In the first grade, I sat on Ms. Spuches’ infamous tooth chair as I tried to flatten my large Afro with my fingers. “I want my hair to be straight like yours,” I said to Diana Ross, at the time one of the mothers of a classmate and friend. Her hair wasn’t exactly straight, but mine wasn’t either. In my eyes, it was worse—a thick tightly-coiled Afro that I would have given the world to change. By the fifth grade, with my fresh perm, I often voiced that my nose was too large and that when I was of age, I would be getting surgery to alter the size.
Thankfully, my God-given brown-skinned wide nose is still in its rightful place. However, as I reflect on some of the most difficult years of my life, the time I spent in a predominantly white affluent Jewish New York City private school, I am dumbfounded by our society’s relentless fascination with Gossip Girl and its now-staged reality version, NYC Prep.
There are a handful of Black students in each school. Some of us are wealthy like our white counterparts but many of us are not. Some of us live in luxury Manhattan apartments fully equipped with maids as we jet off to our Hampton vacation homes, but most of us do not. Some of our parents have the extraordinary means to spend $30,000 a year for this pristine education, but many of us are on scholarship funneled into these institutions through programs like A Better Chance, Early Steps and Prep for Prep. Our reality is not made for TV as we seldom frequent the same exclusive clubs and restaurants. In certain instances, we travel from outer New York City boroughs into Manhattan; for some, it’s a nearly two-hour commute.
I am grateful for the many opportunities private school afforded me, but during my youth, it taught me to hate myself.
With the installment of Bravo’s reality-series NYC Prep, there has been a swift response of embarrassment from Upper East Side parents as well as the home institutions of some of the teenagers featured on the show, one of which is my old stomping grounds. The show profiles six white teenagers and their lavish lifestyles, in all its excess. It’s safe to say that chickens are coming home to roost. I am grateful for the many opportunities private school afforded me, but during my youth, it taught me to hate myself. For thirteen years, accompanying every stage of my adolescent life, I was an outsider, desperately yearning for what everyone had around me. I learned to be embarrassed of skin tone, hair texture and address. As my white girlfriends went on their first dates, I was constantly met with the rejection of white males from whom I wrongfully sought validation.
“Have you seen it yet?” I asked my girlfriend. “Yea,” she responded. “I only wish we could’ve lived so carefree,” she added. As I started to talk to my friends, many of whom formerly attended these institutions, we all had the same question, “Where are all the black people on NYC Prep?”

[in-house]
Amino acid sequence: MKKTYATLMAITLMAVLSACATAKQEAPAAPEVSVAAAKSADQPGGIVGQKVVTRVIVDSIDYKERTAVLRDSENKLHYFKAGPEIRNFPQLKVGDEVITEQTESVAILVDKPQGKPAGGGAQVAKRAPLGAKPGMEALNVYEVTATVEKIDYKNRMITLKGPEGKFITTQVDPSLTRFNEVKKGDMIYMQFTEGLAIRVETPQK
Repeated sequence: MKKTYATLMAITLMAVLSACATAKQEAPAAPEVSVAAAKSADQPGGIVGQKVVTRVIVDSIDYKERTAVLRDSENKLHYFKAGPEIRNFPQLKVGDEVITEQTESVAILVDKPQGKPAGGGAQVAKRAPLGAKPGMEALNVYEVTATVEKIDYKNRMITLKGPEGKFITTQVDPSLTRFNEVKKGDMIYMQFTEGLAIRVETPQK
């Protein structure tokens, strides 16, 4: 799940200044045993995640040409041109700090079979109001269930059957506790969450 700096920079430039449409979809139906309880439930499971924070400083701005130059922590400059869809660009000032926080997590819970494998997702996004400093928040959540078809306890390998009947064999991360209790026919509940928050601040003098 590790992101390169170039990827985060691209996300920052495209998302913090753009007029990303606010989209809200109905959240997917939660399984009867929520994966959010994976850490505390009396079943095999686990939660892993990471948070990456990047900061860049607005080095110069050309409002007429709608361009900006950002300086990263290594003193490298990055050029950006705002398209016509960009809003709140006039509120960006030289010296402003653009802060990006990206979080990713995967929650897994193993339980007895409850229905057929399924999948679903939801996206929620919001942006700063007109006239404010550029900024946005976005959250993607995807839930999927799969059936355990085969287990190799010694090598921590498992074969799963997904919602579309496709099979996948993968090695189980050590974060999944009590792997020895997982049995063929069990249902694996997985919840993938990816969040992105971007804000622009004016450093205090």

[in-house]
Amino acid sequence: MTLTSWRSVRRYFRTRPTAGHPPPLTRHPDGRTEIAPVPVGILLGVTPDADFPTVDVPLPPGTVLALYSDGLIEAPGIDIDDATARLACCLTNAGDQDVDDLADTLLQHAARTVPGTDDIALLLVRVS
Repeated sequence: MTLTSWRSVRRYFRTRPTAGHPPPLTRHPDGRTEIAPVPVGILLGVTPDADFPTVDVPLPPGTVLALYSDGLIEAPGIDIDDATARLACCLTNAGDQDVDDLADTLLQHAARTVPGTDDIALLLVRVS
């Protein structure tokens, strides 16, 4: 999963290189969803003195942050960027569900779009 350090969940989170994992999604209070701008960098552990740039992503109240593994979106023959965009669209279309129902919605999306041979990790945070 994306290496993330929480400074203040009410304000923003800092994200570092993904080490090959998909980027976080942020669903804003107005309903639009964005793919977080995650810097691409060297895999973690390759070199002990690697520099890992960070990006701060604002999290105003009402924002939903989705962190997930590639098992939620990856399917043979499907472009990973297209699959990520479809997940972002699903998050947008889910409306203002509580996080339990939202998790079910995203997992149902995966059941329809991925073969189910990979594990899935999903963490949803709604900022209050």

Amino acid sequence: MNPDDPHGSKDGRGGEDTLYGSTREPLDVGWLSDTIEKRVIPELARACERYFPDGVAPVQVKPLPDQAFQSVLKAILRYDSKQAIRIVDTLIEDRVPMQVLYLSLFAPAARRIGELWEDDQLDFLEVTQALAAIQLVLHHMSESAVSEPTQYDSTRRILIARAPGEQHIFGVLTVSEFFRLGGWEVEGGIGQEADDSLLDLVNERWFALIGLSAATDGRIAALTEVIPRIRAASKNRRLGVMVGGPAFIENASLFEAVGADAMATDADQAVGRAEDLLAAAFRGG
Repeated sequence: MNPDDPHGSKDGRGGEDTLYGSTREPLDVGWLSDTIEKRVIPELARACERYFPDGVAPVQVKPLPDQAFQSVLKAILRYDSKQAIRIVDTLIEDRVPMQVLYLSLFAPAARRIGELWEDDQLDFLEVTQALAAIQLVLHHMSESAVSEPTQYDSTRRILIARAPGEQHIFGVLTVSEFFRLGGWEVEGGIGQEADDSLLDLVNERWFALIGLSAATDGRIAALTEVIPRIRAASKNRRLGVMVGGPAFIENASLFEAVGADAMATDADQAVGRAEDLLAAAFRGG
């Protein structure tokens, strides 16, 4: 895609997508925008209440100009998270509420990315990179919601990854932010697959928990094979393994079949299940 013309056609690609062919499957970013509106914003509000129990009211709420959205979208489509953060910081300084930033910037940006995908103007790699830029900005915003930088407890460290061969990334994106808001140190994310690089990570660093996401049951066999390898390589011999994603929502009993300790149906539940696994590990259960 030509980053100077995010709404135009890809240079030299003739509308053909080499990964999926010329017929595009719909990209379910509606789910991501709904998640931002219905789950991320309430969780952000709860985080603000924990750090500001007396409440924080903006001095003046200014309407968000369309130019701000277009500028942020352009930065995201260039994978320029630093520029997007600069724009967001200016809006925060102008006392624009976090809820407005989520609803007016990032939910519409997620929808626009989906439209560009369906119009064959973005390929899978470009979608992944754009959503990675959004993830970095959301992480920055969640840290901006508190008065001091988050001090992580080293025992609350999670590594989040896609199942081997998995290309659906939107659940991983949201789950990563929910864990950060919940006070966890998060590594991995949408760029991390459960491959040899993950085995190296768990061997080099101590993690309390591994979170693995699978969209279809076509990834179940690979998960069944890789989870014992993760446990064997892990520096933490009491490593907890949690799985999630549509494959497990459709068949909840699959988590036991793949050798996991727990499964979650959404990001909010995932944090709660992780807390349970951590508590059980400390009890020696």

Even though our realities are vastly different, they are still thronged with dramatic events. Imagine the life of a little black girl growing up in a predominantly white environment. Naturally most of her friends are white but as she grows older and the realities of race and class start to set in, the very same people who were her friends during her elementary years might pass her on the street without so much as a hello. Envision a beautiful black male, also growing up in this private school environment. He becomes a well-respected teenage fashion model and although he is tormented by the racist remarks consistently made by his peers, he doesn’t speak out in fear of complicating his comfortable social (popular) status, which all but erases his class differential. He consistently confides in the black girl previously mentioned, but their friendship is somewhat secret; he can’t be seen fraternizing with her—social suicide. Or how about a black girl with just as much, if not more, wealth, power and influence as her white counterparts forming a strong black female identity, despite not growing up around black people. Or we could envision a boy, raised in public housing by his mother, consistently allured by the lifestyle of the privileged, all the while never fully understanding that his actions will not be met with the same consequence. Black people represent New York City prep too but Bravo and NBC Universal do not want to invest in our reality.
Because no actual recording is permitted in any of the private schools that the students attend, much is missed. Many students of color attend these institutions not to make friends or engage in mindless frivolity but to get into good colleges. If we feel as though we did not achieve this primary goal by the journey’s end, it is as if we have failed, not only ourselves but also our families.
Rather than introduce new narratives, Bravo perpetuates white standards of beauty and superficial definitions of wealth. We don’t really understand anybody’s reality as the teenagers profiled are clearly coached and the scenarios staged. I challenge the American media to take on the story of students of color in New York City private schools but only if to do it justice. Rather than a reality series plagued with falsified interactions and artificial dialogue, I call for networks to purposefully and passionately script our stories. Sit down with black New York City private school students, both past and present. We have experienced a different reality. We too, have compelling stories to tell, unless of course our realities are too real for America.